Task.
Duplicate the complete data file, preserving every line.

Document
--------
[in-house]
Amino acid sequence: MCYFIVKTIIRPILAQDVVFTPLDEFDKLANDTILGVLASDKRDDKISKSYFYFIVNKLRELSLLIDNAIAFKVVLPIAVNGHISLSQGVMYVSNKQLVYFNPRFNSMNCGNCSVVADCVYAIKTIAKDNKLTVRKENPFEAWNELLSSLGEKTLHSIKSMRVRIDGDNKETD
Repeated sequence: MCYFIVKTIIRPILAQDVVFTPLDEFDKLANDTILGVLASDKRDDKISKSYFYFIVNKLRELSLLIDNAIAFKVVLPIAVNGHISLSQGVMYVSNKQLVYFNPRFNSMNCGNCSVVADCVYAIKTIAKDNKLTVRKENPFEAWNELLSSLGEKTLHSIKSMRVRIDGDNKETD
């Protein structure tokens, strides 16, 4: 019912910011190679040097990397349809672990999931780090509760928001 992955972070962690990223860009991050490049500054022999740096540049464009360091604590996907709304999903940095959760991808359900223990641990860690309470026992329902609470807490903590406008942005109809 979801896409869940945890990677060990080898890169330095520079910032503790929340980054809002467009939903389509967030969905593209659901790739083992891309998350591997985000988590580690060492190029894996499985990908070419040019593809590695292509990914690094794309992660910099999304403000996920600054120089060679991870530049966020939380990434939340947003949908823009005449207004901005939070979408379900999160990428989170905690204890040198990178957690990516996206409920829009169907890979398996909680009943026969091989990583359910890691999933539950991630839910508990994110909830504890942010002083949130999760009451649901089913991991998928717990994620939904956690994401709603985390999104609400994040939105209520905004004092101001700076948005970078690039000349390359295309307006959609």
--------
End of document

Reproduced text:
[in-house]
Amino acid sequence: MCYFIVKTIIRPILAQDVVFTPLDEFDKLANDTILGVLASDKRDDKISKSYFYFIVNKLRELSLLIDNAIAFKVVLPIAVNGHISLSQGVMYVSNKQLVYFNPRFNSMNCGNCSVVADCVYAIKTIAKDNKLTVRKENPFEAWNELLSSLGEKTLHSIKSMRVRIDGDNKETD
Repeated sequence: MCYFIVKTIIRPILAQDVVFTPLDEFDKLANDTILGVLASDKRDDKISKSYFYFIVNKLRELSLLIDNAIAFKVVLPIAVNGHISLSQGVMYVSNKQLVYFNPRFNSMNCGNCSVVADCVYAIKTIAKDNKLTVRKENPFEAWNELLSSLGEKTLHSIKSMRVRIDGDNKETD
């Protein structure tokens, strides 16, 4: 019912910011190679040097990397349809672990999931780090509760928001 992955972070962690990223860009991050490049500054022999740096540049464009360091604590996907709304999903940095959760991808359900223990641990860690309470026992329902609470807490903590406008942005109809 979801896409869940945890990677060990080898890169330095520079910032503790929340980054809002467009939903389509967030969905593209659901790739083992891309998350591997985000988590580690060492190029894996499985990908070419040019593809590695292509990914690094794309992660910099999304403000996920600054120089060679991870530049966020939380990434939340947003949908823009005449207004901005939070979408379900999160990428989170905690204890040198990178957690990516996206409920829009169907890979398996909680009943026969091989990583359910890691999933539950991630839910508990994110909830504890942010002083949130999760009451649901089913991991998928717990994620939904956690994401709603985390999104609400994040939105209520905004004092101001700076948005970078690039000349390359295309307006959609």